Montero accuses the PP of promoting “fake news in Brussels” with the VAT on electricity
The Treasury responds harshly to the decision of the Popular Party to ask the Commission if "there is any legal impediment that does not allow Spain to lower VAT as Montero assures"
The Ministry of Finance and its head, Maria Jesus Montero, are notably upset with the Popular Party, which they accuse of committing “fake news” and ” misrepresent ” the words of the minister in relation to the VAT applied to electricity.
The anger has been unleashed by the fact that the popular MEPs have sent a question to the European Commission to find out if there really is “aA legal impediment that does not allow Spain to lower the VAT on electricity and as the Government Spokesperson, MarÃa JesÃºs Montero, assures “.
But “the reality”, according to the Ministry, is that “the Minister of Finance and government spokesman, Maria Jesus Montero, has never made a statement in this regard nor has it affirmed that Community regulations prevent lowering VAT on electricity “.
What Montero did in the press conference after the Council of Ministers last Wednesday, continues the Ministry, is “a general reflection and recalled that the European Commission usually points out in its reports that Spain has a relatively low VAT collection due to the intensive use of the reduced and super-reduced rate”.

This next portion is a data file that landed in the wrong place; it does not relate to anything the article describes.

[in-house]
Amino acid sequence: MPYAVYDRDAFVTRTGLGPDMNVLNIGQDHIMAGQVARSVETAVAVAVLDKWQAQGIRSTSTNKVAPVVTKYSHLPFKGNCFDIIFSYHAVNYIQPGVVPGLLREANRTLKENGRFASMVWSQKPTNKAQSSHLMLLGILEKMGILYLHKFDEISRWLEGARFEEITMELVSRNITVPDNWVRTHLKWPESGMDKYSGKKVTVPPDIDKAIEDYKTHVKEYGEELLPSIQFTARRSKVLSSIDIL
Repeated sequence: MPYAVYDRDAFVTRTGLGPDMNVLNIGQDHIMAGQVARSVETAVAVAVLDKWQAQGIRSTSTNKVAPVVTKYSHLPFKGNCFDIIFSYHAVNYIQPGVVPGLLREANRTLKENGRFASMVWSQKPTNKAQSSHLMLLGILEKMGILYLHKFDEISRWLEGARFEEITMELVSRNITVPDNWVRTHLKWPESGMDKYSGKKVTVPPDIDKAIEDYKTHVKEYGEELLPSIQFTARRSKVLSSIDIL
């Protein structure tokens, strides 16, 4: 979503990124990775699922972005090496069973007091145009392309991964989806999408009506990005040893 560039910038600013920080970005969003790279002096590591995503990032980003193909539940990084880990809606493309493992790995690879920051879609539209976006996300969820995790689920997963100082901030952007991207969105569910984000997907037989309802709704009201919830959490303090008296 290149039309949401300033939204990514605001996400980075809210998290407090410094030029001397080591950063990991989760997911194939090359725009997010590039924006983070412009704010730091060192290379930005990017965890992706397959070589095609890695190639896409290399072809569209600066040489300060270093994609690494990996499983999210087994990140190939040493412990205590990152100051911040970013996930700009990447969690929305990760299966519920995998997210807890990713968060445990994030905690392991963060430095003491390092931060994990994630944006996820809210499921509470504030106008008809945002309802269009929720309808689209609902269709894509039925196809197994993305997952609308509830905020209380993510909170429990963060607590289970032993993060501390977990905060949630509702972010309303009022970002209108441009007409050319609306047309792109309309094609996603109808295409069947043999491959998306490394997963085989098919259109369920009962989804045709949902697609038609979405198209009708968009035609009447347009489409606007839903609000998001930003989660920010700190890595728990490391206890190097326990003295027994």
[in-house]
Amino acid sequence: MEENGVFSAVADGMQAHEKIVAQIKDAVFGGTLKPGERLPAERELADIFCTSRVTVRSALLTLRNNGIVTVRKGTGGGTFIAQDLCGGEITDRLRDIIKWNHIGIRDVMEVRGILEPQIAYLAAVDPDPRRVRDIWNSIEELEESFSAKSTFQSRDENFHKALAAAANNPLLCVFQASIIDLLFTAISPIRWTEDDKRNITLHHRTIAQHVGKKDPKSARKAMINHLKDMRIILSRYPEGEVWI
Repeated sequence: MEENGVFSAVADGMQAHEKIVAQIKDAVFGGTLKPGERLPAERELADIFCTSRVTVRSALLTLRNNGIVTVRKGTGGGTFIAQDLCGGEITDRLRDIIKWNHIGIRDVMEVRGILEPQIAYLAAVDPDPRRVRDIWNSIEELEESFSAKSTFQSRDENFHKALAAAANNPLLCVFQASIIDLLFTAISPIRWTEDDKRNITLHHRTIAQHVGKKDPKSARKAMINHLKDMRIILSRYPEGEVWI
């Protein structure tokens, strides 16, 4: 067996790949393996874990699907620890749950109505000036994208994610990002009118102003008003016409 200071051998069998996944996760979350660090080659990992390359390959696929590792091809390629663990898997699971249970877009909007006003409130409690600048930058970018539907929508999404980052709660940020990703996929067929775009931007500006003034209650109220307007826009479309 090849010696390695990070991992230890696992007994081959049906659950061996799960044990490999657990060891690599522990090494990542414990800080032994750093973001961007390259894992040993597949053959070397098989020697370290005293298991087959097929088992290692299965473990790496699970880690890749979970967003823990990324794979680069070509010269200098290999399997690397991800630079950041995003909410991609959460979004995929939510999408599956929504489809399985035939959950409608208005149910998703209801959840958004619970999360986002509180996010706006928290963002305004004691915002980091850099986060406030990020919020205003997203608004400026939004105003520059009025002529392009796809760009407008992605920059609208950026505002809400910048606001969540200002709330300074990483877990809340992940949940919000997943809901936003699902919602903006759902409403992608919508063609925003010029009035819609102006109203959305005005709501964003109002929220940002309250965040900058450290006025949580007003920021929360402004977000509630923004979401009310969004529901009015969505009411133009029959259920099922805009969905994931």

“At no time did Montero speak of prohibitions or sanctions and he limited himself to recalling a recurring opinion of the European Commission when it analyzes the Spanish economy and its tax system “, adds the Treasury.
Shield in Brussels depending on the case
And indeed, Montero did not say at any time that there was a legal impediment, but he did hide in Brussels so as not to apply that possible VAT reduction of 21% that Spain applies to the light. Other countries do apply a lower rate to electricity and, in any case, there are other aspects in which the Treasury or the Government as a whole ignore European recommendations. For example: lpensions or debt containment, to cite just a few cases.
In addition, there is a clear collection component in the government’s decision not to lower VAT on one of the most expensive invoices in Europe, as it would have a notable impact on what the State receives from this tax.
And to all this must be added the episode of VAT on masks, the reduction of which, according to Montero, was prohibited by Brussels despite the fact that it was already being applied in other countries. Finally, the Treasury decreed a reduction of this figure, a decision that other neighboring countries had taken months before. One of them was Portugal, which just last year decided to significantly lower VAT on electricity.